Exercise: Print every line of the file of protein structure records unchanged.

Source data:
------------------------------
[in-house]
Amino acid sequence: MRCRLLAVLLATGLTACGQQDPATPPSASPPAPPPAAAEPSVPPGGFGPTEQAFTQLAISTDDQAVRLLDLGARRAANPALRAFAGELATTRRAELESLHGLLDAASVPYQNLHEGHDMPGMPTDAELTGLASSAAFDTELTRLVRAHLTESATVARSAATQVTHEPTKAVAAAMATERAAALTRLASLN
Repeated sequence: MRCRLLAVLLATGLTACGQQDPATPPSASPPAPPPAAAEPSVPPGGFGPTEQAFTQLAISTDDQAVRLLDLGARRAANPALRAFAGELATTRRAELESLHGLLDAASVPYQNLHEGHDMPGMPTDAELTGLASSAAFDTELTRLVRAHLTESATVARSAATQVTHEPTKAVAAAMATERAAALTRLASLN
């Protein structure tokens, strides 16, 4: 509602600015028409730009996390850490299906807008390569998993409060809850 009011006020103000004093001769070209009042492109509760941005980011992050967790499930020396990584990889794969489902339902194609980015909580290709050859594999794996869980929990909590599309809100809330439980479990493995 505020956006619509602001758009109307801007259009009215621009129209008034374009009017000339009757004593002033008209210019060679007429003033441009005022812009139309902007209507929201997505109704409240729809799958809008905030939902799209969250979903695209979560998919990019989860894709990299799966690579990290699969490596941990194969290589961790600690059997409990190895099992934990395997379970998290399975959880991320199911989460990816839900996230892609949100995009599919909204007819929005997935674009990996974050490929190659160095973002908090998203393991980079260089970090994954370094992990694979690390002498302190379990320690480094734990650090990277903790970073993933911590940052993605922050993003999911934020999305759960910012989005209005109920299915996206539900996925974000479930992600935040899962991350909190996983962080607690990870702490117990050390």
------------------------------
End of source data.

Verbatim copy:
[in-house]
Amino acid sequence: MRCRLLAVLLATGLTACGQQDPATPPSASPPAPPPAAAEPSVPPGGFGPTEQAFTQLAISTDDQAVRLLDLGARRAANPALRAFAGELATTRRAELESLHGLLDAASVPYQNLHEGHDMPGMPTDAELTGLASSAAFDTELTRLVRAHLTESATVARSAATQVTHEPTKAVAAAMATERAAALTRLASLN
Repeated sequence: MRCRLLAVLLATGLTACGQQDPATPPSASPPAPPPAAAEPSVPPGGFGPTEQAFTQLAISTDDQAVRLLDLGARRAANPALRAFAGELATTRRAELESLHGLLDAASVPYQNLHEGHDMPGMPTDAELTGLASSAAFDTELTRLVRAHLTESATVARSAATQVTHEPTKAVAAAMATERAAALTRLASLN
């Protein structure tokens, strides 16, 4: 509602600015028409730009996390850490299906807008390569998993409060809850 009011006020103000004093001769070209009042492109509760941005980011992050967790499930020396990584990889794969489902339902194609980015909580290709050859594999794996869980929990909590599309809100809330439980479990493995 505020956006619509602001758009109307801007259009009215621009129209008034374009009017000339009757004593002033008209210019060679007429003033441009005022812009139309902007209507929201997505109704409240729809799958809008905030939902799209969250979903695209979560998919990019989860894709990299799966690579990290699969490596941990194969290589961790600690059997409990190895099992934990395997379970998290399975959880991320199911989460990816839900996230892609949100995009599919909204007819929005997935674009990996974050490929190659160095973002908090998203393991980079260089970090994954370094992990694979690390002498302190379990320690480094734990650090990277903790970073993933911590940052993605922050993003999911934020999305759960910012989005209005109920299915996206539900996925974000479930992600935040899962991350909190996983962080607690990870702490117990050390």